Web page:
Racism and Racialism

We can understand racialism as 'scientific racism'. This idea was first developed in the mid-eighteenth century. It's based on the behavior toward people of other races.
Racism and Racialism
Sergio De Dios González

Reviewed and approved by the psychologist Sergio De Dios González.

Last update: 21 December, 2022

What’s racialism? How is this concept related to racism?

As human beings, we’re social animals that live in constant interaction. As a result of this interaction, human relationships arise in which the concept of group and identity predominates. This creates a situation in which we observe how we build our identity based on a difference: the perception of otherness.

Rather arrogantly, we tend to refer to the perception of ‘us’ versus the ‘other’. When we study this phenomenon, we find ourselves faced with social concepts such as racism and racialism.

In this article, we’ll define racialism, in order to understand and identify it. In addition, we’ll take a look at the literature that gave rise to this phenomenon.

Hands of people with different races

Definition of racialism

Racialism can be understood as ‘scientific racism’. It’s an idea that was first developed in the mid-eighteenth century. It’s based on the existence and behavior of different races.

Thus, racialism is based on the scientific defense of the existence of human races. This comes from the idea of phenotypic differences between populations that develop in different environments and have evolved in different ways.

Unlike racism or supremacism, racialism doesn’t imply the idea of the superiority of some races over others. However, it’s usually accompanied by proposals for racial segregation or separatism. Therefore, although there are differences between racism and racialism, the two concepts usually go hand in hand. In fact, we usually tend to see how one justifies the other.

Today, we know that races are a social categorization. In other words, there’s no scientific basis for these theories. Nonetheless, they did receive great support from the scientific community up until World War II. Indeed, they’re fundamental theories for understanding scientific thought and international relations between the 18th and 20th centuries.

Main postulates of racialist theory

According to the philosopher and historian Tvetan Todorov, who worked on the subject of alterity, the main postulates of scientific racism or racialist theory are:

  • The existence of races. The human species is made up of different races.  For example, Mongoloids, Negroids, Caucasoids, etc.
  • Hierarchy. The different races are ordered according to their evolutionary level. Generally, the oldest occupy the top, being more developed. However, there are factors such as racial mixture and hybridization, that condition the hierarchy. The result would be a new mid-range race.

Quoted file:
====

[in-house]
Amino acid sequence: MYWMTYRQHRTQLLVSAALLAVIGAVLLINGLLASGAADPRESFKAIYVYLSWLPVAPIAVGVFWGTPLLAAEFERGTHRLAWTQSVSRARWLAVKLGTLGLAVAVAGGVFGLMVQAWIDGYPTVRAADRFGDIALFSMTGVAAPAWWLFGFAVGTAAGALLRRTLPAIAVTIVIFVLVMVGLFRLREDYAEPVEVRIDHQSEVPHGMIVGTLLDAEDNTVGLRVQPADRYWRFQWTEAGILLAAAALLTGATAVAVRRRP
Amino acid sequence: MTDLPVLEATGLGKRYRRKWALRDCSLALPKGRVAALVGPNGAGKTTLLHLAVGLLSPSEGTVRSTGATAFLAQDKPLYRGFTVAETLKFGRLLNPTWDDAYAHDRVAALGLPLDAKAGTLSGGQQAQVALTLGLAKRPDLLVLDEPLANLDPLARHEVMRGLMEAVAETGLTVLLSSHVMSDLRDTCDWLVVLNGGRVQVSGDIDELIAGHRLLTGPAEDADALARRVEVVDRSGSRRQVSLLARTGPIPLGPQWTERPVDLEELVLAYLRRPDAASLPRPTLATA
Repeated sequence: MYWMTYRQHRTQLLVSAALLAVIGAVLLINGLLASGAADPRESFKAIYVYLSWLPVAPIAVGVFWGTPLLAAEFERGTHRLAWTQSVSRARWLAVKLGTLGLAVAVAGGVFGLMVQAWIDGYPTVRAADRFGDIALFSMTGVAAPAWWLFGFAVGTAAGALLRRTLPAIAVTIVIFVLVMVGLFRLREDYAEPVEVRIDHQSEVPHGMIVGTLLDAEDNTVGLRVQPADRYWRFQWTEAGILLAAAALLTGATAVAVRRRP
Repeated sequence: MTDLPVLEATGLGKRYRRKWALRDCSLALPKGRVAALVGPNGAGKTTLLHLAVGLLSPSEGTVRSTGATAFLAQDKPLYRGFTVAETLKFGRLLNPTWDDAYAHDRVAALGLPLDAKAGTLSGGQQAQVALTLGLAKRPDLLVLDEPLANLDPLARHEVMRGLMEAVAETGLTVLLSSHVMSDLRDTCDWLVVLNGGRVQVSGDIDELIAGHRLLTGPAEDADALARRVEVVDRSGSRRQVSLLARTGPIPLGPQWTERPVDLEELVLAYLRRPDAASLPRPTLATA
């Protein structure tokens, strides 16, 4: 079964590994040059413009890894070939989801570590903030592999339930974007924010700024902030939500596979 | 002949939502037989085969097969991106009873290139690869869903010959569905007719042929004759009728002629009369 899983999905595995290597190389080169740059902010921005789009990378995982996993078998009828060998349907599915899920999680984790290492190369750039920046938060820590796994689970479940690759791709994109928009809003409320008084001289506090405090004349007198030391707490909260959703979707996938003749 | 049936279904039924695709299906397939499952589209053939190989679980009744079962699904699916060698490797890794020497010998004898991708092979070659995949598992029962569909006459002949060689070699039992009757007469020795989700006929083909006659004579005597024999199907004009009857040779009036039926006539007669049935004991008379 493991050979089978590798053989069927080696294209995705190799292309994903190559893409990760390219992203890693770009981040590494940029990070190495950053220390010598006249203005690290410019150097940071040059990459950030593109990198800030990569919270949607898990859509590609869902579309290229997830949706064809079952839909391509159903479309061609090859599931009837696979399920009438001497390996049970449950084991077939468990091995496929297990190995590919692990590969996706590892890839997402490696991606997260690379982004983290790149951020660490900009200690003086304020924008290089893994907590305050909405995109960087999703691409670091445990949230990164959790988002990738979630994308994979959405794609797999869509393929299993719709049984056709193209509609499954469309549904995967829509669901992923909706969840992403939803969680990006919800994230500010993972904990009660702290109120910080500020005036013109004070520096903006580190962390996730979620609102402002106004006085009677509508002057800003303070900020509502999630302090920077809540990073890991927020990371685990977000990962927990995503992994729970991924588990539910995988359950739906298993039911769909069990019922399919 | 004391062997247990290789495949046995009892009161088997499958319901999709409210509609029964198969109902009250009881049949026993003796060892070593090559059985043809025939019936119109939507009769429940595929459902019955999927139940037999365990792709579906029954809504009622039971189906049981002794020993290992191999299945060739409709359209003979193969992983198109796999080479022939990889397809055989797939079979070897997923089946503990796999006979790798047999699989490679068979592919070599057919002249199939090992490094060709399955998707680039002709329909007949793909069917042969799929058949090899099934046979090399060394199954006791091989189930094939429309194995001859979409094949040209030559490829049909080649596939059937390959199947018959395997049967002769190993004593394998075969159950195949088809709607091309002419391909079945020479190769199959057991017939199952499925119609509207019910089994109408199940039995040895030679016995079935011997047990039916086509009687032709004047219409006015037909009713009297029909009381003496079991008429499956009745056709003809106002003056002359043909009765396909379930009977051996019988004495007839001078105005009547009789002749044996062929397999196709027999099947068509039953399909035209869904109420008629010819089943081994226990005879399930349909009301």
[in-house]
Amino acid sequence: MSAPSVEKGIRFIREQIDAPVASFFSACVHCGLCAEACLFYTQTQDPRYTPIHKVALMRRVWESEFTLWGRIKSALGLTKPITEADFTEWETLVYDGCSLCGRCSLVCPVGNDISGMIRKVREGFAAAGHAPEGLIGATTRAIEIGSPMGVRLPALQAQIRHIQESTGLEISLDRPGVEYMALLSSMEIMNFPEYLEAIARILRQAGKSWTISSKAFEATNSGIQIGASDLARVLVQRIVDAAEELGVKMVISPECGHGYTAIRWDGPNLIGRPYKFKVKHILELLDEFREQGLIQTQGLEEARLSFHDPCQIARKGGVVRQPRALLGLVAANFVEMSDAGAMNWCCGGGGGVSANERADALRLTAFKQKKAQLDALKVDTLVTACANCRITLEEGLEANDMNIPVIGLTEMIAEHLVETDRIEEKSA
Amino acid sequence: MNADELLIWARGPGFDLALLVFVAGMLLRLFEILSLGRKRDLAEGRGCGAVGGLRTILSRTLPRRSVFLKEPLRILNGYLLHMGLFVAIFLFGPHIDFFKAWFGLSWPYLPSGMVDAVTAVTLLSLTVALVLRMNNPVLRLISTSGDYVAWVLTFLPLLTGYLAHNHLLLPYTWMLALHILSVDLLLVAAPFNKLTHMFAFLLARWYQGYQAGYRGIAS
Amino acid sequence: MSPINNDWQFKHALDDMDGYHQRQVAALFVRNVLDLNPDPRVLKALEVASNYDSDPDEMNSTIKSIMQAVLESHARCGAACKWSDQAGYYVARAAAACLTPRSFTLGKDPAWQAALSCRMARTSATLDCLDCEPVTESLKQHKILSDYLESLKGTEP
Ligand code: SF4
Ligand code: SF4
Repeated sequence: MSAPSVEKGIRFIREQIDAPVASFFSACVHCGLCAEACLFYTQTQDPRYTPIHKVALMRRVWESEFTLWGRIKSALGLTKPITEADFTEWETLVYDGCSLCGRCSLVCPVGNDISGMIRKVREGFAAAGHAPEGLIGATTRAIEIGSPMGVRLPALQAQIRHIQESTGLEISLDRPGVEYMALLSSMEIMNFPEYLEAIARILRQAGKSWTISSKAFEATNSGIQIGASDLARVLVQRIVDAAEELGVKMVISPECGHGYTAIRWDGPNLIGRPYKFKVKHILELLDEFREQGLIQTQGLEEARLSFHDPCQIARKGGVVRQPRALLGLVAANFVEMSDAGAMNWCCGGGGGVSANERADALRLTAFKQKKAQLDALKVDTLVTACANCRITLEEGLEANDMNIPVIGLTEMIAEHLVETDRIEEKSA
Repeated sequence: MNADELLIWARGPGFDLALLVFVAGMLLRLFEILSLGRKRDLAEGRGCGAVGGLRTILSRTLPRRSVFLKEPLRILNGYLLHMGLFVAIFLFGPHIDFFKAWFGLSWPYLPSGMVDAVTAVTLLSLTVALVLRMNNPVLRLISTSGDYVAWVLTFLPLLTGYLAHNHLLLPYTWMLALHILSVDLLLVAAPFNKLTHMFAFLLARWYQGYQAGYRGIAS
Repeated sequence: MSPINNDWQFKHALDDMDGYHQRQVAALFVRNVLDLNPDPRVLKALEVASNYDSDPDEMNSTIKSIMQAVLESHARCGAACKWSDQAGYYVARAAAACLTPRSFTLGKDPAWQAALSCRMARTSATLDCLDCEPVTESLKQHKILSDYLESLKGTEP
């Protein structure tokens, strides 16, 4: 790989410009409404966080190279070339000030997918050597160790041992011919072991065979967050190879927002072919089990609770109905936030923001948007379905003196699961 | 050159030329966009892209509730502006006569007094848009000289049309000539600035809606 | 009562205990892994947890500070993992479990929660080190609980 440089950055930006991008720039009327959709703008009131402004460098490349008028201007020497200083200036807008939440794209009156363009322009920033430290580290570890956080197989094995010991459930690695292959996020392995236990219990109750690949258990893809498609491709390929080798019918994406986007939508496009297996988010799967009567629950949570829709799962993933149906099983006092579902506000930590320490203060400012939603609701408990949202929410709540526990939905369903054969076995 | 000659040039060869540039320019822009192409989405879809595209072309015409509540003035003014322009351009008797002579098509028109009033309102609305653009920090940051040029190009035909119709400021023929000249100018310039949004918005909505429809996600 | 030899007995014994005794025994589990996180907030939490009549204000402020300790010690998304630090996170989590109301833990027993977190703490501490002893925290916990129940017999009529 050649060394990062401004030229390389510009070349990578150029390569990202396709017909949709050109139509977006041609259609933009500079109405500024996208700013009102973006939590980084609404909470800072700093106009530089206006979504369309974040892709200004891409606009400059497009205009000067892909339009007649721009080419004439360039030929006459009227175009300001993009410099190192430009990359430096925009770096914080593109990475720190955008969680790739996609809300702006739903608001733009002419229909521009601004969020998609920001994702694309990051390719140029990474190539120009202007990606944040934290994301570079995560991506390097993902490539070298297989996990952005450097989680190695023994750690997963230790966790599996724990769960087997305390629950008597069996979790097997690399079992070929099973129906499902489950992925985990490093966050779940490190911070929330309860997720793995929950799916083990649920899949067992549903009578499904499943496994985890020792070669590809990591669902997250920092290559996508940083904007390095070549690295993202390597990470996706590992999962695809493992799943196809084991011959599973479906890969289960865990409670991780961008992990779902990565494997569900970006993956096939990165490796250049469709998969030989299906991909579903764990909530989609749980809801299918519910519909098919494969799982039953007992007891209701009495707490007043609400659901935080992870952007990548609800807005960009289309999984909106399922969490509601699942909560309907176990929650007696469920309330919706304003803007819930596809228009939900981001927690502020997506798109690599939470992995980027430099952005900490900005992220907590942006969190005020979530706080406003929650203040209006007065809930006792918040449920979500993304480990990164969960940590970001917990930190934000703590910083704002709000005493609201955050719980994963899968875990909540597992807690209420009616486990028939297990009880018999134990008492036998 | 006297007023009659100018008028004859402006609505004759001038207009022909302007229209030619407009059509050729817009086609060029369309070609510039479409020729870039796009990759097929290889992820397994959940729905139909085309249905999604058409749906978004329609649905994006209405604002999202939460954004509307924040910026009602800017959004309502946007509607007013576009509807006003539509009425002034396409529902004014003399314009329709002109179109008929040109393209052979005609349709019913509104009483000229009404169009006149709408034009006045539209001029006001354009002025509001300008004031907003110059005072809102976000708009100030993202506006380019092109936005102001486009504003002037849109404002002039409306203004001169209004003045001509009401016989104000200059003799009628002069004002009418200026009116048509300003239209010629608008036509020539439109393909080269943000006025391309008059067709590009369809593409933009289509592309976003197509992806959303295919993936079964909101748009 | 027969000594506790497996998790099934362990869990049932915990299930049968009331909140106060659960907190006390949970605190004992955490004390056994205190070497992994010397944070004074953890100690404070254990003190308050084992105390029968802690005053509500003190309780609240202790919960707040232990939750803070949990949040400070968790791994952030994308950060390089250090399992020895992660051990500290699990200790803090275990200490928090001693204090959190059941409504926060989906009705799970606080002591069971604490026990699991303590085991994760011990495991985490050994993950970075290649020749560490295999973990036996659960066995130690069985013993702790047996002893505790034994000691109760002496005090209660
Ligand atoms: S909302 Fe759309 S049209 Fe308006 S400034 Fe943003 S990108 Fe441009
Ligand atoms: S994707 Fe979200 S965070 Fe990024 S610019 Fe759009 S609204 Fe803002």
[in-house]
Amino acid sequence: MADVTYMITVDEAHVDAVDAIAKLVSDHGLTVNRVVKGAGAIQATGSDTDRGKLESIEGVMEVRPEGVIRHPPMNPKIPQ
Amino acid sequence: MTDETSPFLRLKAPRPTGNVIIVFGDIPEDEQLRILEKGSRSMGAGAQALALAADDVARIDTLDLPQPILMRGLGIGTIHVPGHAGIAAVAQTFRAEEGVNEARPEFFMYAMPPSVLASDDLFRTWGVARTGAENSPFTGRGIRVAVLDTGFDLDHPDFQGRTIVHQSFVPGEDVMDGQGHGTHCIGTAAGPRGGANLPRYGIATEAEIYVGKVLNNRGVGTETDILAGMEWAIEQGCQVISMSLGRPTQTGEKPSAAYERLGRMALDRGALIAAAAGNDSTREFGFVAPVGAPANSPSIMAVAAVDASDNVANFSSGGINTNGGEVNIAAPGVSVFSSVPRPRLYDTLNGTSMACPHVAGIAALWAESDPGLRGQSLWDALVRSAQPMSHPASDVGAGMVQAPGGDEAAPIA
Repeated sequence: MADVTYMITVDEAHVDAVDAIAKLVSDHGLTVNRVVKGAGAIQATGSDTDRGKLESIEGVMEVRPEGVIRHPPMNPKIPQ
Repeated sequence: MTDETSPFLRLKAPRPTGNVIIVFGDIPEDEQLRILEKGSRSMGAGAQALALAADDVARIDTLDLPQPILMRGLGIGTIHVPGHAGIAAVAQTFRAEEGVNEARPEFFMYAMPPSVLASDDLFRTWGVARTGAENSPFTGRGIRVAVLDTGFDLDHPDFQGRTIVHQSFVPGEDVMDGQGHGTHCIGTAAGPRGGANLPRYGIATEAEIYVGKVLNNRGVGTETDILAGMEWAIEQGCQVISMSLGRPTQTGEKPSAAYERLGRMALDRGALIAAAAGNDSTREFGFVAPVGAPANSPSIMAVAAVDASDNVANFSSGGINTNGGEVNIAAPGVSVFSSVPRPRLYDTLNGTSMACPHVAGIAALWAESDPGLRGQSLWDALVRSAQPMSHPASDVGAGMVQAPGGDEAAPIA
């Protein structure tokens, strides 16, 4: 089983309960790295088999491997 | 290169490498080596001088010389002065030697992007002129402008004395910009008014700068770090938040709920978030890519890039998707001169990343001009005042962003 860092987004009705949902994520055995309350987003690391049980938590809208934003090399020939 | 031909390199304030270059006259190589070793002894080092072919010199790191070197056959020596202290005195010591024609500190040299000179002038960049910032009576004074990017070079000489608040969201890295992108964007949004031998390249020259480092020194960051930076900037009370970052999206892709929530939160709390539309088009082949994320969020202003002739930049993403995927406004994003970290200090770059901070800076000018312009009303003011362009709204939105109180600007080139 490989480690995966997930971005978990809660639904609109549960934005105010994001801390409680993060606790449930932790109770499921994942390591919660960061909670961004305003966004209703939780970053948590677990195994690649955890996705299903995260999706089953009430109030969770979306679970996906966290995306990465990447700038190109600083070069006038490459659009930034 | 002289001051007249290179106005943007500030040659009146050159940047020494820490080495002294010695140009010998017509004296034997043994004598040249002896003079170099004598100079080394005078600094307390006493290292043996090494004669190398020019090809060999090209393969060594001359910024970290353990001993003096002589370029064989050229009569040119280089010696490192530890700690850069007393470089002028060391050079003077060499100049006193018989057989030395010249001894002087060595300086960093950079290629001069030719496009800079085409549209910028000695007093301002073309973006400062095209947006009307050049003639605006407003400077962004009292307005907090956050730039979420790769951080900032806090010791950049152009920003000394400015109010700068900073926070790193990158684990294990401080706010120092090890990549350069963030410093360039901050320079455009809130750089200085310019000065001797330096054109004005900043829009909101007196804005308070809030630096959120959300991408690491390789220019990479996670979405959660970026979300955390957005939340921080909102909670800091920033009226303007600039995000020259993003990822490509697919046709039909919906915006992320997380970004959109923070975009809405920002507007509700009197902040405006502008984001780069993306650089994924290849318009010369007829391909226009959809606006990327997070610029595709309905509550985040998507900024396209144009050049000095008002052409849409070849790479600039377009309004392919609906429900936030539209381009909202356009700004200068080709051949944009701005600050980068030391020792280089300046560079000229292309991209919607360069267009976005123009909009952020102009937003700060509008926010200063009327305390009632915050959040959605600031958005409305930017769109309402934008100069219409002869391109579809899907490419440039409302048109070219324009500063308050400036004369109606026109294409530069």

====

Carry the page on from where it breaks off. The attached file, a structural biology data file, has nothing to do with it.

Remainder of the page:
• Correlation between physical and moral. There’s a correlation between genes and behavior. This doesn’t deny the ability of education to produce transformations. It’s not a biological determinism, although the internal and genetics have great weight in the behavior of the individual. Those who affirm that there are no different races in the human species claim that race is a socio-cultural construction. On the other hand, racialists claim that culture and society are a racial construction.
  • The action of the group is superior to that of the individual. The existence of different personalities isn’t denied. Nonetheless, if the individual wants the group to survive, they must act in accordance with their group.
couple holding hands

Essay on the inequality of human races

Published in 1853 and 1855 by the French writer Joseph Arthur de Gobineau, this book is considered to be the initial work of racialist philosophy.

Gobineau was an aristocrat and a diplomat. He was convinced that the ethnic question explained the problems of history. He believed that the diversity of races that intervene in the formation of a nation is enough to explain the destinies of peoples.

Gobineau recognized the existence of strong races and weak races yet paid more attention to the former. He argued that a founding race of civilization flourishes while keeping itself pure and eschewing hybrid contacts. In fact, he claimed its decline begins when elements of inferior races infiltrate it.

Today, we can see that theories of racism were formed in Gobieneau’s texts. For example, we’re able to highlight their influence on:

  • Those who promoted colonization, as a way to ‘civilize’ and ‘teach’ ‘inferior’ races.
  • Nazi Germany in World War II, in which the purity of the Aryan race was defended.

As you can see, racialism is an attitude based on a way of seeing the world that has many implications in reality. Implications that, unfortunately, almost always are connected with subduing or dominating the weakest.

All cited sources were thoroughly reviewed by our team to ensure their quality, reliability, currency, and validity. The bibliography of this article was considered reliable and of academic or scientific accuracy.

This text is provided for informational purposes only and does not replace consultation with a professional. If in doubt, consult your specialist.